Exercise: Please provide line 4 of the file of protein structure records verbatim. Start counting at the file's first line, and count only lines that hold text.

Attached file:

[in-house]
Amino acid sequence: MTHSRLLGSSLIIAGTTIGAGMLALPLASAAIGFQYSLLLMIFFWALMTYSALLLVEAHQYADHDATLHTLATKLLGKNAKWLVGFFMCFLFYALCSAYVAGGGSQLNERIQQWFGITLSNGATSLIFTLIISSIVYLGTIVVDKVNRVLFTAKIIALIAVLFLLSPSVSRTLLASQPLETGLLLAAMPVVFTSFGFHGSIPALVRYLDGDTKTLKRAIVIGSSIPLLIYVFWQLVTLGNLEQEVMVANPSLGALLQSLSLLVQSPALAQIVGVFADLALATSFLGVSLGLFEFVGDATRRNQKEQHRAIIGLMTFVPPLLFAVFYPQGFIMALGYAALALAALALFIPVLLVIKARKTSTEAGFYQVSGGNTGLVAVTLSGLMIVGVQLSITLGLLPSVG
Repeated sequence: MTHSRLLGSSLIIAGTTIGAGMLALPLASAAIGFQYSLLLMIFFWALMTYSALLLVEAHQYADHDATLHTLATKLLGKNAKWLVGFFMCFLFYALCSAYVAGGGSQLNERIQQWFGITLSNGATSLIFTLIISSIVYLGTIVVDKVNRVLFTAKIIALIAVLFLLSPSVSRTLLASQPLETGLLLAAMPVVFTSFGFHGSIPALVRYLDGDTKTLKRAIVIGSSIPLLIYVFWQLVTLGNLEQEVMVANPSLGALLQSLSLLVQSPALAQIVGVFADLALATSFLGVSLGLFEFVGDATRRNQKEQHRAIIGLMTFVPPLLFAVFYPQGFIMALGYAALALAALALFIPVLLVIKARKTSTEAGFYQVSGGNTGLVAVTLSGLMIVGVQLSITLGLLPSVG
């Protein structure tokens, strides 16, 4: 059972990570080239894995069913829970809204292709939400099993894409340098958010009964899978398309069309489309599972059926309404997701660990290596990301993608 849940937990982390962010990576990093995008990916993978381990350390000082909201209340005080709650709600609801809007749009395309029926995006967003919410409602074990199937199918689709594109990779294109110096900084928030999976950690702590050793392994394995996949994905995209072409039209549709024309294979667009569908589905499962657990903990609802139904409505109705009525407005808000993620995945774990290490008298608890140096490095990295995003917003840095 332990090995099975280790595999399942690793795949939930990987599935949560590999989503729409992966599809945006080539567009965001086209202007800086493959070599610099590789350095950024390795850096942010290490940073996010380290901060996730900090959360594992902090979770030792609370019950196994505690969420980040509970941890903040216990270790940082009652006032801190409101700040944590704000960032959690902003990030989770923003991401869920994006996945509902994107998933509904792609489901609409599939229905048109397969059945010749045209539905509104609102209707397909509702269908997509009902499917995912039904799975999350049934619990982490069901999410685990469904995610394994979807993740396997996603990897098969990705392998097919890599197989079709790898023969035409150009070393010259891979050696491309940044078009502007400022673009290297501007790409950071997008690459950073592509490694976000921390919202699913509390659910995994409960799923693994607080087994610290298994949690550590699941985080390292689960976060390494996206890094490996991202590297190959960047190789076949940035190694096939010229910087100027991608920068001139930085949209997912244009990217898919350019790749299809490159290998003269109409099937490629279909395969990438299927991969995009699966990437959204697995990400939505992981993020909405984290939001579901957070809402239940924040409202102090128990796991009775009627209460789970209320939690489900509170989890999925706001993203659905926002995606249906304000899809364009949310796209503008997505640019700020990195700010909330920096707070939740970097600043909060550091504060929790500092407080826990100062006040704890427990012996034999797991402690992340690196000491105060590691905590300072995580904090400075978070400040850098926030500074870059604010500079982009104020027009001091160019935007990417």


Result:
């Protein structure tokens, strides 16, 4: 059972990570080239894995069913829970809204292709939400099993894409340098958010009964899978398309069309489309599972059926309404997701660990290596990301993608 849940937990982390962010990576990093995008990916993978381990350390000082909201209340005080709650709600609801809007749009395309029926995006967003919410409602074990199937199918689709594109990779294109110096900084928030999976950690702590050793392994394995996949994905995209072409039209549709024309294979667009569908589905499962657990903990609802139904409505109705009525407005808000993620995945774990290490008298608890140096490095990295995003917003840095 332990090995099975280790595999399942690793795949939930990987599935949560590999989503729409992966599809945006080539567009965001086209202007800086493959070599610099590789350095950024390795850096942010290490940073996010380290901060996730900090959360594992902090979770030792609370019950196994505690969420980040509970941890903040216990270790940082009652006032801190409101700040944590704000960032959690902003990030989770923003991401869920994006996945509902994107998933509904792609489901609409599939229905048109397969059945010749045209539905509104609102209707397909509702269908997509009902499917995912039904799975999350049934619990982490069901999410685990469904995610394994979807993740396997996603990897098969990705392998097919890599197989079709790898023969035409150009070393010259891979050696491309940044078009502007400022673009290297501007790409950071997008690459950073592509490694976000921390919202699913509390659910995994409960799923693994607080087994610290298994949690550590699941985080390292689960976060390494996206890094490996991202590297190959960047190789076949940035190694096939010229910087100027991608920068001139930085949209997912244009990217898919350019790749299809490159290998003269109409099937490629279909395969990438299927991969995009699966990437959204697995990400939505992981993020909405984290939001579901957070809402239940924040409202102090128990796991009775009627209460789970209320939690489900509170989890999925706001993203659905926002995606249906304000899809364009949310796209503008997505640019700020990195700010909330920096707070939740970097600043909060550091504060929790500092407080826990100062006040704890427990012996034999797991402690992340690196000491105060590691905590300072995580904090400075978070400040850098926030500074870059604010500079982009104020027009001091160019935007990417």